Aluminium precipitation(acidic):
+ 6H
O = 2Al(OH)
+ 6H
Co-precipitation (Non-stoichiometric, non-defined product):
+ Al(OH)
= Al-As (complex) + Other Products (3)
Arsenic adsorbed on aluminiun hydroxide focs as Al-As complex is removed
by sedimentation. Filtration may be required to ensure complete removal of
all flocs. Similar reactions take place in case of ferric chloride and ferric
sulfate with the formation of Fe-As complex as end product which is removed
by the process of sedimentation and filtration. The possible reactions of
arsenate with hydrous iron oxide are shown below where [≡FeOH
] represents
oxide surface site
(s) + H
→ FeAsO
O + H
O (4)
+ AsO
+ 3 H
→ ≡FeH
+ H
O (5)
+ AsO
+ 2 H
→ ≡FeHAsO
+ H
O (6)
The immobilization of arsenic by hydrous iron oxide, as shown in Eqs. 4 to 6,
requires oxidation of arsenic species into As(V) form for higher efficiency.
Arsenic removal is dependent on pH. In alum coagulation, the removal is
most effective in the pH range 7.2-7.5 and in iron coagulation, efficient
removal is achieved in a wider pH range usually between 6.0 and 8.5 [11].
3.2 Arsenic removal by adsorption onto Fe hydroxide and oxidation by
The use of naturally occurring iron precipitates in ground water in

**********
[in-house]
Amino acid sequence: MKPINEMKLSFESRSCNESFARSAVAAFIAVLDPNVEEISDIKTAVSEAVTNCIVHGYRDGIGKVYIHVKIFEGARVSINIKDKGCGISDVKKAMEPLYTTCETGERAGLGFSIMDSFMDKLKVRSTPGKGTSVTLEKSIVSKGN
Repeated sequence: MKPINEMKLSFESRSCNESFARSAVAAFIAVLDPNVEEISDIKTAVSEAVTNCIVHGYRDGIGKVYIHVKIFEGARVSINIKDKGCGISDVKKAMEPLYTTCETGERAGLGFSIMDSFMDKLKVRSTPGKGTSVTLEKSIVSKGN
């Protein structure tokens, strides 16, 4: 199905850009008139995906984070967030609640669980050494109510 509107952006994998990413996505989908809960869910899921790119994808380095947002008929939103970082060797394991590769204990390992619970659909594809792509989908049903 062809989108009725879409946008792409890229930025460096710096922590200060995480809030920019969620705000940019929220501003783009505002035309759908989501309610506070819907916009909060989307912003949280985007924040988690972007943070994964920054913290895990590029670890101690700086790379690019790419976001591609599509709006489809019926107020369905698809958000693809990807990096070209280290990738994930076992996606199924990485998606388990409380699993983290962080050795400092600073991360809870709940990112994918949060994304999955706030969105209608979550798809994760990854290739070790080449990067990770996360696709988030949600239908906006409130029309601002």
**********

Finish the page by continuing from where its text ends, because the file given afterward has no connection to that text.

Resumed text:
Bangladesh is a promising method of removing arsenic by adsorption. It has
been found that hand tubewell water in 65% of the area in Bangladesh
contains iron in excess of 2 mg/L and in many acute iron problem areas, the
concentration of dissolved iron is higher than 15 mg/L. Although no good
correlation between concentrations of iron and arsenic has been derived, iron
and arsenic have been found to co-exist in ground water. Most of the tubewell
water samples satisfying Bangladesh Drinking Water Standard for Iron ( 1
mg/L) also satisfy the standard for Arsenic (50 mg/L). Only about 50% of the
samples having iron content 1 - 5 mg/L satisfy the standard for arsenic while
75% of the samples having iron content > 5 mg/L are unsafe for having high
concentration of arsenic. The iron precipitates [Fe(OH)
] formed by oxidation
of dissolved iron [Fe(OH)
] present in groundwater, as discussed above, have
the affinity for the adsorption of arsenic. The Fe-As removal relationship with
good correlation in some operating IRPs has been plotted in Figure 4. Results
show that most IRPs can lower arsenic content of tubewell water to half to
one-fifth of the original concentrations. The efficiency of these community
type Fe-As removal plant can be increased by increasing the contact time
between arsenic species and iron flocs. Community participation in operation
and maintenance in the local level is absolutely essential for effective use of
these plants.[12]
B: Experimental Results
Chapter 1: Determination of arsenic content in natural water by
graphite furnace atomic absorption spectrometry.
Atomic absorption spectrometry (AAS) is an easy, rapid method and
has been widely used for the determination of trace elements in natural water.
However, it has not been used for direct determination of As because of poor
sensitivity. The sensitivity is greatly enhanced by coupling a hydride
generation method with flame [14] and flameless [15] atomic absorption
spectrometry. Walcerz et al. [16] and Sturgeon and Gregoire [17] reported
unique preconcentration methods. That is, generated hydrides were
transferred to the inner wall of the graphite furnace, then the furnace was
heated at a high temperature, vaporized As was determined by AAS [18] and